SPRINGFIELD — The same month that John F. Kennedy was elected president in 1960, 21-year-old Chester Weger confessed to the brutal killings of three west suburban women in Starved Rock State Park.
Weger is now 80 and still behind bars for those gruesome deaths. He’s the longest-serving inmate in the Illinois Department of Corrections.
But on Thursday, after serving nearly six decades in prison, the state Prisoner Review Board voted to free him.
They voted 9 to 4 to grant Weger parole. Two board members were absent because they were ill. Last year, he fell one vote short of being released.
The board must still decide the conditions of Weger’s parole. St. Leonard’s, a halfway house in Chicago, has agreed to take Weger in.
Weger, who suffers from asthma and arthritis, is qualified for medical care from the Veterans Administration because he served in the military.
The parole board voted to delay his release by at least three months to approve the conditions of his parole.
Based on his confession, Weger was convicted of killing Lillian Oetting, 50, but he wasn’t tried in the deaths of her friends Mildred Lindquist, also 50, and Frances Murphy, 47.
On March 14, 1960, the three Riverside women checked into the lodge at Starved Rock State Park, about 100 miles southwest of Chicago in LaSalle County.
They ate lunch and went hiking and birdwatching in picturesque St. Louis Canyon, surrounded by rock walls and a frozen waterfall. Light snow was on the ground.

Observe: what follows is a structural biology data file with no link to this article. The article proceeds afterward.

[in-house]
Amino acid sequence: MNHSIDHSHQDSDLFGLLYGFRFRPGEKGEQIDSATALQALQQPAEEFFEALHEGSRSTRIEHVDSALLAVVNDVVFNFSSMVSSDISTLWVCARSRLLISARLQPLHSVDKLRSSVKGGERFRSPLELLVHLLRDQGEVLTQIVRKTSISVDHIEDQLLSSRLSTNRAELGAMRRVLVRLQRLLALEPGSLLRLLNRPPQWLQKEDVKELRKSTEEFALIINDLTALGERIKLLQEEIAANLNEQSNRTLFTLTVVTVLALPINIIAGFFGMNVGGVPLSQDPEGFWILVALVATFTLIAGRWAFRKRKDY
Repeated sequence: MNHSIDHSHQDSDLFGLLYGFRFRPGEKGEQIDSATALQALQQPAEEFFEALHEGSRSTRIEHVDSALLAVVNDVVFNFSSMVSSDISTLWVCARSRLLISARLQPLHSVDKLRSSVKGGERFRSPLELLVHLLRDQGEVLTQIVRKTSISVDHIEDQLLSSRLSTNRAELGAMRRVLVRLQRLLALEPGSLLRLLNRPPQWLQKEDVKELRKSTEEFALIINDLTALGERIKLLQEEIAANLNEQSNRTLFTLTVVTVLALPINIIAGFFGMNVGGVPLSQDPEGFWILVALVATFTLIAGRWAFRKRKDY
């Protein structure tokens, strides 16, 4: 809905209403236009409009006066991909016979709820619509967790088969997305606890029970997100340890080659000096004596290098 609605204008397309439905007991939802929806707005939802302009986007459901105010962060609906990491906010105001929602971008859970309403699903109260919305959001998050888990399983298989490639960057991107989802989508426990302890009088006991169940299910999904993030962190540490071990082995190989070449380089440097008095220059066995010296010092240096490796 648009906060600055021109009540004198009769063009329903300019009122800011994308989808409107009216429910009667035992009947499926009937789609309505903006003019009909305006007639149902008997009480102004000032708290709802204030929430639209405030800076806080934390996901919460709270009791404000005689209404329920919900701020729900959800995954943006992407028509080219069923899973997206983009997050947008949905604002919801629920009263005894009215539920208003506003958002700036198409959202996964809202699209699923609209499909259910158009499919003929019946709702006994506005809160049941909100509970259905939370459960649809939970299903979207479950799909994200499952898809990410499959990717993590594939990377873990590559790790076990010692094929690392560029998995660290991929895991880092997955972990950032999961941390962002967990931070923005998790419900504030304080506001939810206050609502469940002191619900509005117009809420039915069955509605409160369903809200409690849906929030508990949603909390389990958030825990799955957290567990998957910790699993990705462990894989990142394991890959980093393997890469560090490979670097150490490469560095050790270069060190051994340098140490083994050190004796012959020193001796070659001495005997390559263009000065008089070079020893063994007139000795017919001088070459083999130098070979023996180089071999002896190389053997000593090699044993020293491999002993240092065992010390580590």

Two days later, a search party found their bodies in a cave. Each woman suffered numerous head wounds. The most likely weapon: a blood-stained tree limb.
In Thursday’s emotional hearing, Diane Oetting, a granddaughter of Lillian Oetting, pleaded with the board to keep him in prison.
“If you let him go today, does that mean the crime wasn’t brutal?” she asked, her voice trembling. “We’ve been fighting this for 40 years.”
But if the board did decide to free him, Oetting said, it should give him “tools to succeed on the outside.”
“If he is not ready and doesn’t succeed, it’s on y’all,” she said.
Weger’s sister, Mary Pruett, told the board she believes her brother was tortured into confessing. She begged for his release.
“I just hope my brother does not die in prison,” she said, wiping away tears.
Over the past seven years, the board has come close three times to releasing Weger, but in other years he managed only to get one or two ‘yes’ votes for his freedom.
In October, board member D. Wayne Dunn met with Weger in prison and decided he didn’t pose a threat to society. Before he had suffered a double hernia, Weger worked as a book binder and a porter. He doesn’t have a record of assaults and completed his GED in prison, Dunn said.
Dunn recommended parole for Weger, noting that he’d always maintained his innocence, even telling his father, “Daddy, I didn’t do it,” before he confessed.
LaSalle County State’s Attorney Karen Connelly urged the board to deny parole, calling the murders one of the most gruesome crimes in state history.
She said the jury decided to give the avid outdoorsman a life sentence instead of the death penalty because he would suffer from not being able to fish and hunt.